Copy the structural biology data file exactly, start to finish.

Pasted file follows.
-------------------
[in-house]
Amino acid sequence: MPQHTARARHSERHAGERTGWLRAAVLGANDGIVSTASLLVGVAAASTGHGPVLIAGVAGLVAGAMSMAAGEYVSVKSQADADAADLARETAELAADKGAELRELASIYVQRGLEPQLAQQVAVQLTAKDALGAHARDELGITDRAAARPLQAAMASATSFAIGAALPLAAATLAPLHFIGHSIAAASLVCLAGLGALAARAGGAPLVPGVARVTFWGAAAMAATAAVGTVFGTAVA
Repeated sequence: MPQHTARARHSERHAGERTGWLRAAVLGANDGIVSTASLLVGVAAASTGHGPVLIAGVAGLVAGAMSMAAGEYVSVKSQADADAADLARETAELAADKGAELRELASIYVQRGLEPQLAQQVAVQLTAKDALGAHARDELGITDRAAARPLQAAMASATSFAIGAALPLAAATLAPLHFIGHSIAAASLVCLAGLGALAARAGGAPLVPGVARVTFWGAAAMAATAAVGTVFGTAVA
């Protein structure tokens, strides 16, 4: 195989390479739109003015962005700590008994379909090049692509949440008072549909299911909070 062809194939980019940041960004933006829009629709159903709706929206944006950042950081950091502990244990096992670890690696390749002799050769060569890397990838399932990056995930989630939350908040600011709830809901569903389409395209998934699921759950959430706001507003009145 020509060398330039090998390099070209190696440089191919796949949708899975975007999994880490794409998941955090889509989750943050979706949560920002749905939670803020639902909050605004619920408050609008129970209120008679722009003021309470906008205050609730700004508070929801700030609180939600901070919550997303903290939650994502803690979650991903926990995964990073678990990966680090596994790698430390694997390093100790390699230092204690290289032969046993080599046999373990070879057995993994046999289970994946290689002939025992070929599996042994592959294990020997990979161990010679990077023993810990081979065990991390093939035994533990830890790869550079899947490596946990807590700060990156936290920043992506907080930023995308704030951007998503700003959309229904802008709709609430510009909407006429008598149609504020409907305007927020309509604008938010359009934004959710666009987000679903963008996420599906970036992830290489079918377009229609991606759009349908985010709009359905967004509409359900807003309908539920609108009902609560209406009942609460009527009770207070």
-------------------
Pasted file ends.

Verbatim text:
[in-house]
Amino acid sequence: MPQHTARARHSERHAGERTGWLRAAVLGANDGIVSTASLLVGVAAASTGHGPVLIAGVAGLVAGAMSMAAGEYVSVKSQADADAADLARETAELAADKGAELRELASIYVQRGLEPQLAQQVAVQLTAKDALGAHARDELGITDRAAARPLQAAMASATSFAIGAALPLAAATLAPLHFIGHSIAAASLVCLAGLGALAARAGGAPLVPGVARVTFWGAAAMAATAAVGTVFGTAVA
Repeated sequence: MPQHTARARHSERHAGERTGWLRAAVLGANDGIVSTASLLVGVAAASTGHGPVLIAGVAGLVAGAMSMAAGEYVSVKSQADADAADLARETAELAADKGAELRELASIYVQRGLEPQLAQQVAVQLTAKDALGAHARDELGITDRAAARPLQAAMASATSFAIGAALPLAAATLAPLHFIGHSIAAASLVCLAGLGALAARAGGAPLVPGVARVTFWGAAAMAATAAVGTVFGTAVA
């Protein structure tokens, strides 16, 4: 195989390479739109003015962005700590008994379909090049692509949440008072549909299911909070 062809194939980019940041960004933006829009629709159903709706929206944006950042950081950091502990244990096992670890690696390749002799050769060569890397990838399932990056995930989630939350908040600011709830809901569903389409395209998934699921759950959430706001507003009145 020509060398330039090998390099070209190696440089191919796949949708899975975007999994880490794409998941955090889509989750943050979706949560920002749905939670803020639902909050605004619920408050609008129970209120008679722009003021309470906008205050609730700004508070929801700030609180939600901070919550997303903290939650994502803690979650991903926990995964990073678990990966680090596994790698430390694997390093100790390699230092204690290289032969046993080599046999373990070879057995993994046999289970994946290689002939025992070929599996042994592959294990020997990979161990010679990077023993810990081979065990991390093939035994533990830890790869550079899947490596946990807590700060990156936290920043992506907080930023995308704030951007998503700003959309229904802008709709609430510009909407006429008598149609504020409907305007927020309509604008938010359009934004959710666009987000679903963008996420599906970036992830290489079918377009229609991606759009349908985010709009359905967004509409359900807003309908539920609108009902609560209406009942609460009527009770207070």